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Hi everyone,

Can you please let me know why I am getting error on populating Persian(Arabic)Numbers?!
I have saved the php file as "Uncode in UTF-8" format which can display the dropdown list in a HTML correctly but when I want to retrieve them in PHP I encountered with following errors
Errors:
(!) Notice: Use of undefined constant ١‎ - assumed '١‎' in C:\wamp\www\PHPCode\Test.php on line 14
(!) Notice: Use of undefined constant ٣١‎ - assumed '٣١' in C:\wamp\www\PHPCode\Test.php on line 14
* ١ = is a Persian number equal to 1
* ٣١ = is a Persian number equal to 31

<?php

$numberArray = array();

for ($i = ١‎; $i < ٣١; $i++)
{
  $numberArray[] = $i;
 } 
  for ($i = 0; $i < sizeof($numberArray); $i++) {
         echo "$numberArray[$i]"."<br />";
	}
?>

I really appreciate your time regarding this.

Edited by Behseini: n/a

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Last Post by diafol
-1

PHP can only read its native language.

<?php

$numberArray = array();

for ($i = 1‎; $i < 31; $i++)
{
  $numberArray[] = $i;
 } 
  for ($i = 0; $i < sizeof($numberArray); $i++) {
         echo $numberArray[$i]."<br />";
	}
?>

Edited by cwarn23: fixed code

0

Thanks for your reply
Somehow I do not agree with you since php is supporting the other languages like Farsi and I can easily populate all Farsi(Persian) alphabetical characters in PHP.The only problem is working with numbers!

0

Thanks for your reply
Somehow I do not agree with you since php is supporting the other languages like Farsi and I can easily populate all Farsi(Persian) alphabetical characters in PHP.The only problem is working with numbers!

If you like I shall give you a little history lesson that explains it. It all started in the late 1970's when scientists were finding a way to display characters on a monitor (strings) for command line operating systems like Unix and dos. Back then all they had were binary codes that represented the flow of electrons going along the circuits. But the only problem with that was they couldn't do it or at least easily unless they placed a set of transistors in a specific order generating the electrons. So the scientists had to tackle the bigger problem first before they could get to displaying characters. This is when software was invented. To invent software what scientists would have to do is assign numbers to binary codes. For example 0=0 1=1 2=10 3=11 4=100 5=101 6=110 7=111 and so on to represent the electrons in the circuit. The scientists then tout the computer how to do mathematics with the numbers/integers allowing for graphical interfaces and 3d games to be possible later on. After mathematics had been invented on a binary level, characters were invented the same way except characters were and still are today just meaningless symbols assigned to a binary code. These symbols at first went from 0 to 127 but later extended from 0 to 255. They today represent an 8 bit binary code and to a computer are just another type of number without the math. To us they are text. However, as per the Persian/Arabic numbers in computing, they are symbols (not numbers) there by the computer cannot interpret them as numbers and cannot do mathematics on them. That is the conclusion.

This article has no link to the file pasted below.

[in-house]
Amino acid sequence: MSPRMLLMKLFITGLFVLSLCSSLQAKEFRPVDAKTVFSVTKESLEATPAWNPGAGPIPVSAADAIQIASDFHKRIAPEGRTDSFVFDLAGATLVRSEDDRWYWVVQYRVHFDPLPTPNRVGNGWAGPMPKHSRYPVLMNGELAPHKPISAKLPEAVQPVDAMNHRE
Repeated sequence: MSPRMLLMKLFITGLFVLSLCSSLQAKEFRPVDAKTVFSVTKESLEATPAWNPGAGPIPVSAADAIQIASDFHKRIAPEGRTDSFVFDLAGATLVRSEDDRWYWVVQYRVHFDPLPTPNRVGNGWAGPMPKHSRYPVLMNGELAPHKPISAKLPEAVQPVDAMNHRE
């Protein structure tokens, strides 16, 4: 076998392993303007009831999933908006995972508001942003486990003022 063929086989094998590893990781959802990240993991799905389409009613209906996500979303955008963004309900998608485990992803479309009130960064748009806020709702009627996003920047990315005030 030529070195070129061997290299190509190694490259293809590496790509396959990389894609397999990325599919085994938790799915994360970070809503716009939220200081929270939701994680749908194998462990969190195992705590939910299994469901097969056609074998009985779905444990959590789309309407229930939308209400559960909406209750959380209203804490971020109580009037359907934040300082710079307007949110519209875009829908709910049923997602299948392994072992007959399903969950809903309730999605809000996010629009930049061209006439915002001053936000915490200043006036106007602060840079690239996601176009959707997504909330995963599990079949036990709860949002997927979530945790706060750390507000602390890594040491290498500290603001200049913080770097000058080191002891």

1

Personally, I'd do this:

$farsi = array('۰','۱','۲','۳','۴','۵','۶','۷','۸','۹');
$num = range(0,9);
$numberArray = array();
 
for ($i = 1; $i < 31; $i++){
   $n = str_replace($num,$farsi,$i);
   $numberArray[] = $n;
} 
for ($i = 0; $i < sizeof($numberArray); $i++) {
   echo "$numberArray[$i]"."<br />";
}

If you're getting 1 and 31 from a form where you're using farsi numbers, just do the reverse conversion:

$first_num = (int) str_replace($farsi,$num,$_POST['first']);
$sec_num = (int) str_replace($farsi,$num,$_POST['second']);

That last bit is off the top of my head, so don't know if it would work.

for ($i = $first_num; $i < $sec_num; $i++){
   $n = str_replace($num,$farsi,$i);
   $numberArray[] = $n;
}

I don't understand why you've got 2 loops though. One should be enough:

$farsi = array('۰','۱','۲','۳','۴','۵','۶','۷','۸','۹');
$num = range(0,9);
for ($i = 1; $i < 31; $i++){
   echo str_replace($num,$farsi,$i) . "<br />";
}

Edited by diafol: n/a

Votes + Comments
Perfect approch
0

Awesome!
Thanks ardav, This is exactly what I was looking for.
Once again thanks for your time

0

Awesome!
Thanks ardav, This is exactly what I was looking for.
Once again thanks for your time

You're welcome. Took me some time to find the Farsi numerals though :)

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